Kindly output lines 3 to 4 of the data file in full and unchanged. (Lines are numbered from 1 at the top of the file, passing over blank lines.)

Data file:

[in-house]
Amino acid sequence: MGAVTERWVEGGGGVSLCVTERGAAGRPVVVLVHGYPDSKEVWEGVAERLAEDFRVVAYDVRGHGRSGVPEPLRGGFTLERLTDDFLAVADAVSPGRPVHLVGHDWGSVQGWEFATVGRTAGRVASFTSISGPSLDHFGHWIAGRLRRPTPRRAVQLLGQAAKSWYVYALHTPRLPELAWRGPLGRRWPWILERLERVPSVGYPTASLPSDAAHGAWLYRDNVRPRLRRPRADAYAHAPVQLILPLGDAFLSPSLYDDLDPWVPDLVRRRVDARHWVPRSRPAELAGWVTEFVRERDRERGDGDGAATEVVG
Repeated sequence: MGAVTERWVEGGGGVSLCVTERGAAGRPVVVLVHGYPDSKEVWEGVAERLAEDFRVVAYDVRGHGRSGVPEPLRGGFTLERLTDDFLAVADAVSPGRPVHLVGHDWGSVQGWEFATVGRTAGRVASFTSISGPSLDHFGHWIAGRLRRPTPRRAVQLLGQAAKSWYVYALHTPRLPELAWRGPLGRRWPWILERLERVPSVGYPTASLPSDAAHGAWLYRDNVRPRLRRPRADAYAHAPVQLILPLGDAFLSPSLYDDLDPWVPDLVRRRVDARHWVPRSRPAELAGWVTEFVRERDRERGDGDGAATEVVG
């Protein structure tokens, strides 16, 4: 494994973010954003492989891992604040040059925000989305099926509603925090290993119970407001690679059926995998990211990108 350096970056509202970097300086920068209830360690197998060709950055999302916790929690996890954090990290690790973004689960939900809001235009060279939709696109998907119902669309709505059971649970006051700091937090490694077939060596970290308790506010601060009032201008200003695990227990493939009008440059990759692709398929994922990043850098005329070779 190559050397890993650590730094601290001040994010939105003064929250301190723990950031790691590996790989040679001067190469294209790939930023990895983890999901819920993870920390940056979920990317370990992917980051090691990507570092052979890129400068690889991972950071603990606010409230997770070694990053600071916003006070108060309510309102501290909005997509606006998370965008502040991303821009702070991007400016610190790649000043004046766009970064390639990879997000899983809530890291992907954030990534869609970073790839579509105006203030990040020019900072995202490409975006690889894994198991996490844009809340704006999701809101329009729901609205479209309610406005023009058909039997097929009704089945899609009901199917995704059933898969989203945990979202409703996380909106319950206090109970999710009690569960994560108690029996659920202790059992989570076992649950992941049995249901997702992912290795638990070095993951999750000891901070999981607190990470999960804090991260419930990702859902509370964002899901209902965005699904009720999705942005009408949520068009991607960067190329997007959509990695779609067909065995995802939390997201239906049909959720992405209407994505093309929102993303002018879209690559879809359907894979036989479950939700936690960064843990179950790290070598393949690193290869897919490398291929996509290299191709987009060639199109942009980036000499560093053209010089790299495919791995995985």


Repeated sequence: MGAVTERWVEGGGGVSLCVTERGAAGRPVVVLVHGYPDSKEVWEGVAERLAEDFRVVAYDVRGHGRSGVPEPLRGGFTLERLTDDFLAVADAVSPGRPVHLVGHDWGSVQGWEFATVGRTAGRVASFTSISGPSLDHFGHWIAGRLRRPTPRRAVQLLGQAAKSWYVYALHTPRLPELAWRGPLGRRWPWILERLERVPSVGYPTASLPSDAAHGAWLYRDNVRPRLRRPRADAYAHAPVQLILPLGDAFLSPSLYDDLDPWVPDLVRRRVDARHWVPRSRPAELAGWVTEFVRERDRERGDGDGAATEVVG
């Protein structure tokens, strides 16, 4: 494994973010954003492989891992604040040059925000989305099926509603925090290993119970407001690679059926995998990211990108 350096970056509202970097300086920068209830360690197998060709950055999302916790929690996890954090990290690790973004689960939900809001235009060279939709696109998907119902669309709505059971649970006051700091937090490694077939060596970290308790506010601060009032201008200003695990227990493939009008440059990759692709398929994922990043850098005329070779 190559050397890993650590730094601290001040994010939105003064929250301190723990950031790691590996790989040679001067190469294209790939930023990895983890999901819920993870920390940056979920990317370990992917980051090691990507570092052979890129400068690889991972950071603990606010409230997770070694990053600071916003006070108060309510309102501290909005997509606006998370965008502040991303821009702070991007400016610190790649000043004046766009970064390639990879997000899983809530890291992907954030990534869609970073790839579509105006203030990040020019900072995202490409975006690889894994198991996490844009809340704006999701809101329009729901609205479209309610406005023009058909039997097929009704089945899609009901199917995704059933898969989203945990979202409703996380909106319950206090109970999710009690569960994560108690029996659920202790059992989570076992649950992941049995249901997702992912290795638990070095993951999750000891901070999981607190990470999960804090991260419930990702859902509370964002899901209902965005699904009720999705942005009408949520068009991607960067190329997007959509990695779609067909065995995802939390997201239906049909959720992405209407994505093309929102993303002018879209690559879809359907894979036989479950939700936690960064843990179950790290070598393949690193290869897919490398291929996509290299191709987009060639199109942009980036000499560093053209010089790299495919791995995985």